Date of Award


Degree Type


Degree Name

Master of Science (MS)


Cell Biology, Neurobiology and Anatomy


The hypothalamic-pituitary- gonadal axis is intrinsic in regulating reproductive function. Each part orchestrates the synthesis and release of a key hormone. At the level of the hypothalamus, Gonadotropin- releasing hormone (GnRH) is released and it is the

most upstream regulator of sexual maturation. GnRH neurons express a type of estrogen receptor, ERbeta, which suggests that estradiol (E2) plays a direct role in modulating GnRH function (Herbison and Pape 2001). The objective of this study was to determine if gonadal steroid hormones regulate the expression of ERbeta and GnRH mRNA in the male brain during pubertal development. In-situ hybridization was used to detect ERbeta and

GnRH mRNA in the organum vasculosum of the lamina terminalis, diagonal band of broca and medial preoptic area, which are the main brain regions involved in regulating reproduction. Pre- pubertal (PND 30) and post-pubertal (PND 70) gonad intact male rats were studied to determine baseline information about pre-pubertal and adult hormone levels and the expression of ERbeta and GnRH mRNA. Another group of animals was bilaterally gonadectomized at PND 30 and sacrificed at PND 70 in order determine GnRH mRNA levels in the absence of hormones. Testosterone (T) implants were also used to imitate circulating T levels in gonadectomized animals. The following study detected no significant changes in GnRH signal per cell via in-situ hybridization in all groups compared to juveniles indicating that gonadal hormones do not affect GnRH message levels. Also, the number of cells expressing ERbeta message and the average number of grains per region show no significant changes pre- and post-puberty, suggesting that ERbeta gene expression is also independent of circulating hormone levels during puberty. However, these conclusions are made with some reservation due to a small sample size. The lack of changes in ERbeta message levels may suggest that ERbeta is able to function independent of ligand.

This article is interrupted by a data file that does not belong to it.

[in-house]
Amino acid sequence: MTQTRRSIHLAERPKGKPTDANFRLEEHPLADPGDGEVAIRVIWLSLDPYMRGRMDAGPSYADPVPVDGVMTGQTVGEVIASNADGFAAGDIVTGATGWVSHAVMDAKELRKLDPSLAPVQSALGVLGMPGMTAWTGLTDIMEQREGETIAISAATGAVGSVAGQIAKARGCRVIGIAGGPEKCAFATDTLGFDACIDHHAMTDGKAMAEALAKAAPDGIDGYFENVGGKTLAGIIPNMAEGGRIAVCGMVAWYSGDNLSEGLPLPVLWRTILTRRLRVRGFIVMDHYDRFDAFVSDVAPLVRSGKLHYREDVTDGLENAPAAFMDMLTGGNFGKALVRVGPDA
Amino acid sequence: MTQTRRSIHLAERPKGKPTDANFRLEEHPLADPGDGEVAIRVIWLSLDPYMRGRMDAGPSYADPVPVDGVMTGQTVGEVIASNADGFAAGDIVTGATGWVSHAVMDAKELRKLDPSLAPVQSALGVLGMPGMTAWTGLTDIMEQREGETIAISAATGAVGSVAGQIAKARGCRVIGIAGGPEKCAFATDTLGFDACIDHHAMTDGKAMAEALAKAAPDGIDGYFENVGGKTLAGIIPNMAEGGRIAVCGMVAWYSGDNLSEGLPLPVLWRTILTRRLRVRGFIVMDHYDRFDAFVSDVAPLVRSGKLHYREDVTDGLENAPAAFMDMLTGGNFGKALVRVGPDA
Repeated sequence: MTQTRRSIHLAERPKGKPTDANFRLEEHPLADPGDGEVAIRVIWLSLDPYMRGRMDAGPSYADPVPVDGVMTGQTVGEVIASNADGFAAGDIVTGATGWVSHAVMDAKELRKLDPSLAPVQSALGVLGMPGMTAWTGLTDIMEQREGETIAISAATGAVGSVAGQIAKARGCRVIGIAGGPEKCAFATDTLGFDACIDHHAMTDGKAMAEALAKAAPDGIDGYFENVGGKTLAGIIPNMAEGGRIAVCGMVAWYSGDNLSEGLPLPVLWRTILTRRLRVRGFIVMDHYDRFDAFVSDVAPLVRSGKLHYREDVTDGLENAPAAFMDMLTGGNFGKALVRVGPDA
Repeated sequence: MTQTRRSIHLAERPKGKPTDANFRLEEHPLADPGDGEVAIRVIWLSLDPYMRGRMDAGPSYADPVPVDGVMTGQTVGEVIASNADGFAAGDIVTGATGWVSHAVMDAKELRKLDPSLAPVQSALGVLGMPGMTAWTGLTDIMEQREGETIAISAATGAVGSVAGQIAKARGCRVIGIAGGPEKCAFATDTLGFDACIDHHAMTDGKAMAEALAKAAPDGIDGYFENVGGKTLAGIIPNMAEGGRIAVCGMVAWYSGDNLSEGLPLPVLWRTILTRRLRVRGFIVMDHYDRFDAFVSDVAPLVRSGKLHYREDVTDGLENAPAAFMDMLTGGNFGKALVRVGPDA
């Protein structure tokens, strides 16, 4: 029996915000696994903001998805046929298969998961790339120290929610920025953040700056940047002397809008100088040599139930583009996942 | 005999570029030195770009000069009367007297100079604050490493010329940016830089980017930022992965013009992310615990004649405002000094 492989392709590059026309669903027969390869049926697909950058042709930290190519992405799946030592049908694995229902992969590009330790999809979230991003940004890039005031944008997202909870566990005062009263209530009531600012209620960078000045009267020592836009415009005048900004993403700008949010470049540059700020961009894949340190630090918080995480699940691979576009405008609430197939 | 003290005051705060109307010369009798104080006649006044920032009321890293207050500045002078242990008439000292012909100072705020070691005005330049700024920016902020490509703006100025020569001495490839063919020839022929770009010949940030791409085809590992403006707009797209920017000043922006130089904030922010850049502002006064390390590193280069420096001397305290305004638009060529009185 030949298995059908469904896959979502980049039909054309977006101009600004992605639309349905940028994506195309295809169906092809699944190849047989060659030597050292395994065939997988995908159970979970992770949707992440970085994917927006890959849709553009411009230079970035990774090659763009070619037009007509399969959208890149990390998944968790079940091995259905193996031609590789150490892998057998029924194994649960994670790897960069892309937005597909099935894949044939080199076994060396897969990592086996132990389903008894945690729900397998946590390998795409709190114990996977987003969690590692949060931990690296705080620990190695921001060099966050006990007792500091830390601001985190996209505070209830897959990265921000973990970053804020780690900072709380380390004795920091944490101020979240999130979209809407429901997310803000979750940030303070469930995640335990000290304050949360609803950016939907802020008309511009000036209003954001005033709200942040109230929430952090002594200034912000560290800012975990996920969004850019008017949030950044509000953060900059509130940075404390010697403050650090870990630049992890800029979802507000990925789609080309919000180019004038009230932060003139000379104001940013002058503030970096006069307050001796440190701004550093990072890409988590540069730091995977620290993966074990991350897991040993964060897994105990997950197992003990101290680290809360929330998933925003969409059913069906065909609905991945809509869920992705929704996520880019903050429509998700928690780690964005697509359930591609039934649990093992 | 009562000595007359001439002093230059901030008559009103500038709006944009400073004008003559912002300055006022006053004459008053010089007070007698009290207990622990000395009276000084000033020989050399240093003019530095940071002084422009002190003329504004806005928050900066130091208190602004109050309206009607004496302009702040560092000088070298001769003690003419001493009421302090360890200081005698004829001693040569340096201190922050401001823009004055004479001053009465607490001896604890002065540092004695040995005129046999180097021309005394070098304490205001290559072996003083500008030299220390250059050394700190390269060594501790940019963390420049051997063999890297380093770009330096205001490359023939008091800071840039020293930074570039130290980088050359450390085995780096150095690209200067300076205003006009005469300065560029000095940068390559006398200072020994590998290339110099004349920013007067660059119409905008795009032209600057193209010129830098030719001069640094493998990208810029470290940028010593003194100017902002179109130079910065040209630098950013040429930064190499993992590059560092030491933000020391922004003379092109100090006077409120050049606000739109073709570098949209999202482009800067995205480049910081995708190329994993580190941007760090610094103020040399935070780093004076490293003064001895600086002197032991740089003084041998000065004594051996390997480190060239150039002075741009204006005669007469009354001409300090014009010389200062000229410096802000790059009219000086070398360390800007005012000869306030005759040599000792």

Creative Commons License

Creative Commons Attribution-Noncommercial-No Derivative Works 3.0 License
This work is licensed under a Creative Commons Attribution-Noncommercial-No Derivative Works 3.0 License.